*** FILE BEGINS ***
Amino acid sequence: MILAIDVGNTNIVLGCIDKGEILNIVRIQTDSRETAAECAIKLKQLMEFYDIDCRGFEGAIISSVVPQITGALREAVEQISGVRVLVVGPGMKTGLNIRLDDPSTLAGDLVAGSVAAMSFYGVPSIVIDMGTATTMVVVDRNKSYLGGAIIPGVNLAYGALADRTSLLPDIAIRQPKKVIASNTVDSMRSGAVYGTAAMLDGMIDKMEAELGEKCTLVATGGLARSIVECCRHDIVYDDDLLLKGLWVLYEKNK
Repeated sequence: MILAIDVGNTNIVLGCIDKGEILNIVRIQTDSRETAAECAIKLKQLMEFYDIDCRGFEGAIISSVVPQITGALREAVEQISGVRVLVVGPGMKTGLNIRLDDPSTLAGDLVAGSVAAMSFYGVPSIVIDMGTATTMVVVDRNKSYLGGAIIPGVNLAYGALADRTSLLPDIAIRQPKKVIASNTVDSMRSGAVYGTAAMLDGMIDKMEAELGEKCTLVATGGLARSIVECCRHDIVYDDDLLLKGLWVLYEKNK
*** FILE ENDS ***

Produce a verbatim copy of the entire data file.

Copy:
Amino acid sequence: MILAIDVGNTNIVLGCIDKGEILNIVRIQTDSRETAAECAIKLKQLMEFYDIDCRGFEGAIISSVVPQITGALREAVEQISGVRVLVVGPGMKTGLNIRLDDPSTLAGDLVAGSVAAMSFYGVPSIVIDMGTATTMVVVDRNKSYLGGAIIPGVNLAYGALADRTSLLPDIAIRQPKKVIASNTVDSMRSGAVYGTAAMLDGMIDKMEAELGEKCTLVATGGLARSIVECCRHDIVYDDDLLLKGLWVLYEKNK
Repeated sequence: MILAIDVGNTNIVLGCIDKGEILNIVRIQTDSRETAAECAIKLKQLMEFYDIDCRGFEGAIISSVVPQITGALREAVEQISGVRVLVVGPGMKTGLNIRLDDPSTLAGDLVAGSVAAMSFYGVPSIVIDMGTATTMVVVDRNKSYLGGAIIPGVNLAYGALADRTSLLPDIAIRQPKKVIASNTVDSMRSGAVYGTAAMLDGMIDKMEAELGEKCTLVATGGLARSIVECCRHDIVYDDDLLLKGLWVLYEKNK